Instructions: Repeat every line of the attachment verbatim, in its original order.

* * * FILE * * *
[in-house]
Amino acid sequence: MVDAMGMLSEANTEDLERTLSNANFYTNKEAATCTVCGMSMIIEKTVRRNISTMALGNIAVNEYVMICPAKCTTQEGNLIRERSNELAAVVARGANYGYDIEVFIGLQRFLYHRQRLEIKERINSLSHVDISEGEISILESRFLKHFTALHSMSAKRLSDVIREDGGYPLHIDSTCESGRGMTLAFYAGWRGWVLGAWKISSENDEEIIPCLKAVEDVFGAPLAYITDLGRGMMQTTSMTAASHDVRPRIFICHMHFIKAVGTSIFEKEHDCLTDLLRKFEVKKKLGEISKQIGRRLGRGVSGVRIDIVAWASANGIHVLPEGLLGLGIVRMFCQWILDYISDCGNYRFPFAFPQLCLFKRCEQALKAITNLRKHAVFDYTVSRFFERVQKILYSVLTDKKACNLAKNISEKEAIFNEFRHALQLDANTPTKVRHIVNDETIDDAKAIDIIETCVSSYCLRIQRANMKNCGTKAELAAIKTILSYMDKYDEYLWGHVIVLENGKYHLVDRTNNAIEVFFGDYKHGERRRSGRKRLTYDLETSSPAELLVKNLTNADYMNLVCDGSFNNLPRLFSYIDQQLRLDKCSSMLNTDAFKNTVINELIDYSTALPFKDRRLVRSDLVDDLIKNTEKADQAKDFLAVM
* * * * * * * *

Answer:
[in-house]
Amino acid sequence: MVDAMGMLSEANTEDLERTLSNANFYTNKEAATCTVCGMSMIIEKTVRRNISTMALGNIAVNEYVMICPAKCTTQEGNLIRERSNELAAVVARGANYGYDIEVFIGLQRFLYHRQRLEIKERINSLSHVDISEGEISILESRFLKHFTALHSMSAKRLSDVIREDGGYPLHIDSTCESGRGMTLAFYAGWRGWVLGAWKISSENDEEIIPCLKAVEDVFGAPLAYITDLGRGMMQTTSMTAASHDVRPRIFICHMHFIKAVGTSIFEKEHDCLTDLLRKFEVKKKLGEISKQIGRRLGRGVSGVRIDIVAWASANGIHVLPEGLLGLGIVRMFCQWILDYISDCGNYRFPFAFPQLCLFKRCEQALKAITNLRKHAVFDYTVSRFFERVQKILYSVLTDKKACNLAKNISEKEAIFNEFRHALQLDANTPTKVRHIVNDETIDDAKAIDIIETCVSSYCLRIQRANMKNCGTKAELAAIKTILSYMDKYDEYLWGHVIVLENGKYHLVDRTNNAIEVFFGDYKHGERRRSGRKRLTYDLETSSPAELLVKNLTNADYMNLVCDGSFNNLPRLFSYIDQQLRLDKCSSMLNTDAFKNTVINELIDYSTALPFKDRRLVRSDLVDDLIKNTEKADQAKDFLAVM